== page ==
We started talking yesterday about keeping the Sabbath holy, in answer to a question from a friend.
I suggested that the first way is to acknowledge the day.
2. Celebrate the story. For Moses, there are two stories connected to keeping the Sabbath, one going back to creation, one going back to Egypt. (See Telling The Stories). These two stories link sabbath distinctiveness to rest and freedom. But we don’t remember the meaning of the day without telling the stories.
It’s easy to fall into “Here’s what not to do” prescriptiveness. We do it all the time. Rather than latching onto “be healthier”, we come up with a list of things to not eat and not do. We check things off. And yes, there ended up being Sabbath rules. But before the rules, the principle. And long after, the affirmation that the sabbath was made for people, not people for the sabbath.
So we need to reflect on rest and holiness within the stories.
3. Take off your shoes. When Moses was in the wilderness and turned aside to see a bush aflame, he heard God say to remove his sandals because he was standing on holy ground. I’ve heard a variety of explanations of why. Some are interesting. But there wasn’t a long explanation of why the appropriate response to holy ground is sandal removal. There was a simple “do this” and Moses did it. There was an action of respect.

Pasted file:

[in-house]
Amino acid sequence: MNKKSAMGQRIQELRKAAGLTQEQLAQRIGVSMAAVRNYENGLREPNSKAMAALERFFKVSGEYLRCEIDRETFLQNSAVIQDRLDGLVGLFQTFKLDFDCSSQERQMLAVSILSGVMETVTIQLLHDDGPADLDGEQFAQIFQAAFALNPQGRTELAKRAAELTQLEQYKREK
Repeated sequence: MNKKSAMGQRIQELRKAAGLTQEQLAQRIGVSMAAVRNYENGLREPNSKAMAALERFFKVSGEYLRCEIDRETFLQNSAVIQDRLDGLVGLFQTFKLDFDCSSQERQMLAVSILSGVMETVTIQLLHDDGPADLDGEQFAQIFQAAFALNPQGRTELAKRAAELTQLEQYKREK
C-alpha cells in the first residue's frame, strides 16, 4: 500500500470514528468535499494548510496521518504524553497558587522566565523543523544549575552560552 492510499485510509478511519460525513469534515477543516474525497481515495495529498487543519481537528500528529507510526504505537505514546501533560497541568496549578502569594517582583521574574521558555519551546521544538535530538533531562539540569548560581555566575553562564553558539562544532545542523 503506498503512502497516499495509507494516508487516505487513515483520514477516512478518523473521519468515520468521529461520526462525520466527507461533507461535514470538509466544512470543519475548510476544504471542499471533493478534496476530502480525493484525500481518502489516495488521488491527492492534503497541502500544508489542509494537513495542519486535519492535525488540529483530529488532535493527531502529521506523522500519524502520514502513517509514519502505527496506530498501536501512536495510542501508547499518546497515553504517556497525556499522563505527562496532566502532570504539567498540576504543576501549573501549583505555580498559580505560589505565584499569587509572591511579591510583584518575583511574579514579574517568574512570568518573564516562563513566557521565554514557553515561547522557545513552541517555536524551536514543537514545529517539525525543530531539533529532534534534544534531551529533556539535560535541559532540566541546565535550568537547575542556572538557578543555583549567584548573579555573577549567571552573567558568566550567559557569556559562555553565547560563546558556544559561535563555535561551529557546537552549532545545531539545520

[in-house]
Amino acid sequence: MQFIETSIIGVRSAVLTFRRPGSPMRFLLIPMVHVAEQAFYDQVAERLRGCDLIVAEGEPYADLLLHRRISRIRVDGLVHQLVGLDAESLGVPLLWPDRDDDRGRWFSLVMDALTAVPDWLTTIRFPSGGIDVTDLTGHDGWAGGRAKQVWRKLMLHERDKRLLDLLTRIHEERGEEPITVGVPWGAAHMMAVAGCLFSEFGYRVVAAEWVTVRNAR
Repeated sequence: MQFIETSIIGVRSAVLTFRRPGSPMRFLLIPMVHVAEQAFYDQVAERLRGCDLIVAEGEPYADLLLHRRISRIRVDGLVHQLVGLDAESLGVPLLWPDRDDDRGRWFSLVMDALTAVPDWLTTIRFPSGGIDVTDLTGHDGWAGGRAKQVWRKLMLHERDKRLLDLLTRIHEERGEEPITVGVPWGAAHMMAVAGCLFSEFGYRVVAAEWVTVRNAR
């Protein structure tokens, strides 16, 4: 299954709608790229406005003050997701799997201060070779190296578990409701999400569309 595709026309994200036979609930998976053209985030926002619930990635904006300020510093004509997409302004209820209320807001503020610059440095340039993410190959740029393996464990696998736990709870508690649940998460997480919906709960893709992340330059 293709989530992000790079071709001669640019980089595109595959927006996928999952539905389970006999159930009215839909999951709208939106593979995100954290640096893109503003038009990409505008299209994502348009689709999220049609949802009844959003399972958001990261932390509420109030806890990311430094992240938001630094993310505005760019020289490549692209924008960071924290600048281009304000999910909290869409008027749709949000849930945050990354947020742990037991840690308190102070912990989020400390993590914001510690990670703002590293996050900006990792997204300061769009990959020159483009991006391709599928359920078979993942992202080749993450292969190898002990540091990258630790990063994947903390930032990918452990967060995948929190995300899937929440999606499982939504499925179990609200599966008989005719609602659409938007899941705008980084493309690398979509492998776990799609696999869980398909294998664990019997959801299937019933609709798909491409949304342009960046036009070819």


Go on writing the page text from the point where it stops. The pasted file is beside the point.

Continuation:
I think that keeping a day holy involves some actions of respect. Beyond acknowledging, beyond story-telling.
4. Eat. Okay. Eating isn’t part of the sabbath instruction. But it is part of most of the festivals God outlines, it’s part of what Jesus does with people, it’s part of what Jesus says will happen after time. Eating is communal, it’s extravagant, it takes work to prepare, but isn’t work itself.
So read a story, take off your shoes, get a snack and we’ll talk more tomorrow.
(And I love the emails I’m getting about this. You rock.)